A second linked study by Vickers and colleagues assessed the potential of another strategy to improve the efficacy and reduce the costs of PSA based screening.9 They correlated PSA concentration at age 60 to the lifetime risk of a clinical diagnosis of prostate cancer, prostate cancer metastasis, and death from prostate cancer. PSA concentration at age 60 was strongly associated with prostate cancer and death from prostate cancer. Men with a PSA concentration below 1 ng/ml (about half of the population studied) had negligible rates of metastasis or death. Although only a minority of men with a PSA concentration greater than 2 ng/ml developed fatal prostate cancer, 90% (78% to 100%) of deaths from prostate cancer occurred in these men. Thus, men with a PSA less than 1 ng/ml could be exempted from repetitive testing, which would reduce overdiagnosis and overtreatment. Conversely, men with higher PSA concentrations at age 60, who have the highest risk for prostate cancer metastases or death, could be followed more intensively and might be more compliant with screening and treatment recommendations and with risk reduction strategies, such as drugs and lifestyle adjustments.

    These findings need to be validated in additional studies. Studies should also look at different racial and ethnic groups, in whom the risk of prostate cancer may correlate with different PSA thresholds, and investigate whether a similar risk stratification can be carried out in a younger cohort—for example, men in their late 40s and early 50s. However, ultimately, early detection of prostate cancer relies on finding more specific biomarkers. Sadly, none has yet emerged, although recently there have been some promising developments.10 11 Identification of cancer specific genes in cells sloughed into the urine after prostatic examination, which is now feasible with the commercially available PCA3 test, may reduce the number of benign biopsies in men whose increased PSA concentration is caused by benign prostatic hyperplasia, and identification of aggressive prostate cancer by its molecular signature should help clinicians decide which prostate cancers need aggressive treatment.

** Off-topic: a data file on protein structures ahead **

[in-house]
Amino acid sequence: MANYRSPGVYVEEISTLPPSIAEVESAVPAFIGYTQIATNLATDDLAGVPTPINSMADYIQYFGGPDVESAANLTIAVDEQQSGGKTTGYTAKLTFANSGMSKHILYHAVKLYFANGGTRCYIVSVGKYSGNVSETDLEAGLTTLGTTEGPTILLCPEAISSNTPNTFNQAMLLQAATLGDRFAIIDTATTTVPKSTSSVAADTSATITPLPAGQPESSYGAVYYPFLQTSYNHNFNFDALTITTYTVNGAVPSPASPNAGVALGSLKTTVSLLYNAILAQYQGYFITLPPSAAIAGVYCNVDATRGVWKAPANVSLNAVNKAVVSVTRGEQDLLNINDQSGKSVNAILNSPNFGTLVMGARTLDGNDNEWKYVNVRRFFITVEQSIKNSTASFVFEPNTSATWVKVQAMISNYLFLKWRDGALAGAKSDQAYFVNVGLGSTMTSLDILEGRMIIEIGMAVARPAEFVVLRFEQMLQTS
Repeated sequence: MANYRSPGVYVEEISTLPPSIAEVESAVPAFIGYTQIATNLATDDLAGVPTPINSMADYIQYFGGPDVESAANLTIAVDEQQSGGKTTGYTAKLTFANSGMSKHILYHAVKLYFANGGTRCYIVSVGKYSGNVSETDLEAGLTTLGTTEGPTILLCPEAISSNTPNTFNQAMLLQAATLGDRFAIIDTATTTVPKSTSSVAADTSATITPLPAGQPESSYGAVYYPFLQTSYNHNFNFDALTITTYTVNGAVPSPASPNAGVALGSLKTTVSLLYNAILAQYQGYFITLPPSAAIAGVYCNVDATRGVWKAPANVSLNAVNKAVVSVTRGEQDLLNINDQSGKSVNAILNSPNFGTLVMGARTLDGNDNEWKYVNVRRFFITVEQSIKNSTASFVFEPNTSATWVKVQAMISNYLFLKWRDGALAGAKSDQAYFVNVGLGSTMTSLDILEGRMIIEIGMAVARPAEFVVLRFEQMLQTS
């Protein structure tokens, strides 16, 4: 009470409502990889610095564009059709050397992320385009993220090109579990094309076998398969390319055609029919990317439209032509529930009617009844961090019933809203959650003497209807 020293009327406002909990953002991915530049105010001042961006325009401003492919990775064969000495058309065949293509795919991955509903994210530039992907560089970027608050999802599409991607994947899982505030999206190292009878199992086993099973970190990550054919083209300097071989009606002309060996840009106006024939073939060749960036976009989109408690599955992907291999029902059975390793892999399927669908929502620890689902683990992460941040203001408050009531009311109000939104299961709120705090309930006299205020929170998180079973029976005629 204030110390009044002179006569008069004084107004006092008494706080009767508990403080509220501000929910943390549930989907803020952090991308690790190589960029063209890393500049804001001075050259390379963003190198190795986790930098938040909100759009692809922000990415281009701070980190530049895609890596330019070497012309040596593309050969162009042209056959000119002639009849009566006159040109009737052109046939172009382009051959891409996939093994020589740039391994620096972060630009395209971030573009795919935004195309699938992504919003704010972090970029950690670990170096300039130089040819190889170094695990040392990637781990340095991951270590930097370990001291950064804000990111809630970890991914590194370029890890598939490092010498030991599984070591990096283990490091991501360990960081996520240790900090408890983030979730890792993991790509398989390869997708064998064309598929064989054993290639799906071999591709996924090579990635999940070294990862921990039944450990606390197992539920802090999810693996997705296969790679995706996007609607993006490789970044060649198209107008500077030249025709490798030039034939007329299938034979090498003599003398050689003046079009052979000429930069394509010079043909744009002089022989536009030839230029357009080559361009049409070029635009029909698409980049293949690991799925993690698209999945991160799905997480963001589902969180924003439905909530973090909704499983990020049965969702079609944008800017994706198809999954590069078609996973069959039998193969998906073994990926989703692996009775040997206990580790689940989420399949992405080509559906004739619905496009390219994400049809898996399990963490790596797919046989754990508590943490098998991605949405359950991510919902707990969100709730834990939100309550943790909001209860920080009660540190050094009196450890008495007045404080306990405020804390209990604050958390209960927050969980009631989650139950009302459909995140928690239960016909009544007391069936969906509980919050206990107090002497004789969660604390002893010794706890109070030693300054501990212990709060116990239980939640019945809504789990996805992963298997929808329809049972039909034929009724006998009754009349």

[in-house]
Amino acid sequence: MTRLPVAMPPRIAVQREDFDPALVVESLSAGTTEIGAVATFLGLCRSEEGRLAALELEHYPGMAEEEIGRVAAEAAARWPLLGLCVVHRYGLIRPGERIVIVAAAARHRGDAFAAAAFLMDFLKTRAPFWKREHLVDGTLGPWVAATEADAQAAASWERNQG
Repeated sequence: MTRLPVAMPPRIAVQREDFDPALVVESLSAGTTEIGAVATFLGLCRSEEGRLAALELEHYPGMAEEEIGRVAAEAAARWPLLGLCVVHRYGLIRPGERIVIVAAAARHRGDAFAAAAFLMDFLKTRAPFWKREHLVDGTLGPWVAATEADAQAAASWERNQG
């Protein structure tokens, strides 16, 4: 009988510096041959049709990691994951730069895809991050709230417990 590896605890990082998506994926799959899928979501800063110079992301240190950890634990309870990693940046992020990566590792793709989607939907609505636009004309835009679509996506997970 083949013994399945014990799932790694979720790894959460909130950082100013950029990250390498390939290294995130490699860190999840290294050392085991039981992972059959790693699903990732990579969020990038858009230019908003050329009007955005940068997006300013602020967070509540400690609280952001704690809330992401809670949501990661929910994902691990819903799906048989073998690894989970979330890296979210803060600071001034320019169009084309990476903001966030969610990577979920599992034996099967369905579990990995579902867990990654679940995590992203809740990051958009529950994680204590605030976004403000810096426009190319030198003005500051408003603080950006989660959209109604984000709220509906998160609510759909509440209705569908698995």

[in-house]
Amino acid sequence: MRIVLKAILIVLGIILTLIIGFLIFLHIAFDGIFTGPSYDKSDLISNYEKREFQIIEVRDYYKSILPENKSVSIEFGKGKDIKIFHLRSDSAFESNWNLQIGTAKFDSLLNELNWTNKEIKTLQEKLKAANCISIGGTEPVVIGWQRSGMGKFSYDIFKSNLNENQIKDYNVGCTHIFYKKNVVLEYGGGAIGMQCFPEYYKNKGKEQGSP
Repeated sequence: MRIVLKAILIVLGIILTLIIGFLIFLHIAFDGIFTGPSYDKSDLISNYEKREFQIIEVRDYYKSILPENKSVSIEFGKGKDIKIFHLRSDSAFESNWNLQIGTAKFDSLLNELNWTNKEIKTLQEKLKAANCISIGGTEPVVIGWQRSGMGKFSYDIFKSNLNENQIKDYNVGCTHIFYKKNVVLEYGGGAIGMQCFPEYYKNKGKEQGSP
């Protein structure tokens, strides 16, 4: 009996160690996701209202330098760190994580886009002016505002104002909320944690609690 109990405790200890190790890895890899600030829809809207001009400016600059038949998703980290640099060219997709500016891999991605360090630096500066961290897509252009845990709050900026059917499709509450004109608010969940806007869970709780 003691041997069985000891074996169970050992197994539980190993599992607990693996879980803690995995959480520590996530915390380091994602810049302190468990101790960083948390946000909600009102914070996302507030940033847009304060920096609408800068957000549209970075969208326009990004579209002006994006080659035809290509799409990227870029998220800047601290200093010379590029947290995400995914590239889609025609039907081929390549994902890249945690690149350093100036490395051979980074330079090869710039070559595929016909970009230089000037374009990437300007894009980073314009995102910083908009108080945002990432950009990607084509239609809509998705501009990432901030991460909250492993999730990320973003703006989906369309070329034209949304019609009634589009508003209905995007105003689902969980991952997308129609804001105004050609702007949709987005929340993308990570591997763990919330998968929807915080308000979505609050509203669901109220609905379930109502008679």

For now, clinicians are best advised to individualise their approach to PSA based screening. Young men at high risk of prostate cancer, such as those with a strong family history and higher baseline PSA concentrations, should be followed closely and could also be considered for “risk reduction” approaches with 5α reductase inhibitors or dietary and lifestyle modifications (or both). Conversely, elderly men and those with a low risk of disease could be tested less often, if at all. Approaches such as these will hopefully make the next 20 years of PSA based screening better than the first 20.12

    Notes

    Cite this as: BMJ 2010;341:c4538

    Footnotes

    • Research, doi:10.1136/bmj.c4521
    • Research, doi:10.1136/bmj.c4543
    • Competing interests: The author has completed the Unified Competing Interest form at www.icmje.org/coi_disclosure.pdf (available on request from the corresponding author) and declares: no support from any organisation for the submitted work; he has had specified relationships with Aeterna Zentaris, Amgen, Augmenix, Cambridge Endo, Caris, EMD Serono, Envisioneering, Ferring Pharmaceuticals, France Foundation, GenProbe, GlaxoSmithKline, Johnson & Johnson, Myriad Genetics, NCI, NIDDK, Nema Steba, Onconome, Ortho Clinical Diagnostics, Veridex LLC, and Viking Medical in the previous three years; no other relationships or activities that could appear to have influenced the submitted work.

    • Provenance and peer review: Commissioned; not externally peer reviewed.

    References